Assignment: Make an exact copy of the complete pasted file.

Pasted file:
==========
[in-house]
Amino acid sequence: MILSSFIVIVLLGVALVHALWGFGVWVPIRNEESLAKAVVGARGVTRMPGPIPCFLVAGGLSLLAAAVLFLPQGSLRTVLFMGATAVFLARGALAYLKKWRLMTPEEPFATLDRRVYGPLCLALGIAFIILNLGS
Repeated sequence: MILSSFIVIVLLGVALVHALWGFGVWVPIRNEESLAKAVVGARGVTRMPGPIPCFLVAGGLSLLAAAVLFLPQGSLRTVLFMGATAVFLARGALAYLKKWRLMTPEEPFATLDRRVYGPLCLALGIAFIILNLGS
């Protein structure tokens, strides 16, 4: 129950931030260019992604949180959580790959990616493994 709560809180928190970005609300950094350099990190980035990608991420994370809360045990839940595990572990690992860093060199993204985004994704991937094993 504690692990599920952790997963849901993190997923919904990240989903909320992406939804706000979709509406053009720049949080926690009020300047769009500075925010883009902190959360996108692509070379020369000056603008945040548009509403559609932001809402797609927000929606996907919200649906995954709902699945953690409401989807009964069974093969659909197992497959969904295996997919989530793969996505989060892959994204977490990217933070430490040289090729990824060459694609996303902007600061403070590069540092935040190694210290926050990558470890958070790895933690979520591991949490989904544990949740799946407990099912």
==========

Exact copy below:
[in-house]
Amino acid sequence: MILSSFIVIVLLGVALVHALWGFGVWVPIRNEESLAKAVVGARGVTRMPGPIPCFLVAGGLSLLAAAVLFLPQGSLRTVLFMGATAVFLARGALAYLKKWRLMTPEEPFATLDRRVYGPLCLALGIAFIILNLGS
Repeated sequence: MILSSFIVIVLLGVALVHALWGFGVWVPIRNEESLAKAVVGARGVTRMPGPIPCFLVAGGLSLLAAAVLFLPQGSLRTVLFMGATAVFLARGALAYLKKWRLMTPEEPFATLDRRVYGPLCLALGIAFIILNLGS
């Protein structure tokens, strides 16, 4: 129950931030260019992604949180959580790959990616493994 709560809180928190970005609300950094350099990190980035990608991420994370809360045990839940595990572990690992860093060199993204985004994704991937094993 504690692990599920952790997963849901993190997923919904990240989903909320992406939804706000979709509406053009720049949080926690009020300047769009500075925010883009902190959360996108692509070379020369000056603008945040548009509403559609932001809402797609927000929606996907919200649906995954709902699945953690409401989807009964069974093969659909197992497959969904295996997919989530793969996505989060892959994204977490990217933070430490040289090729990824060459694609996303902007600061403070590069540092935040190694210290926050990558470890958070790895933690979520591991949490989904544990949740799946407990099912």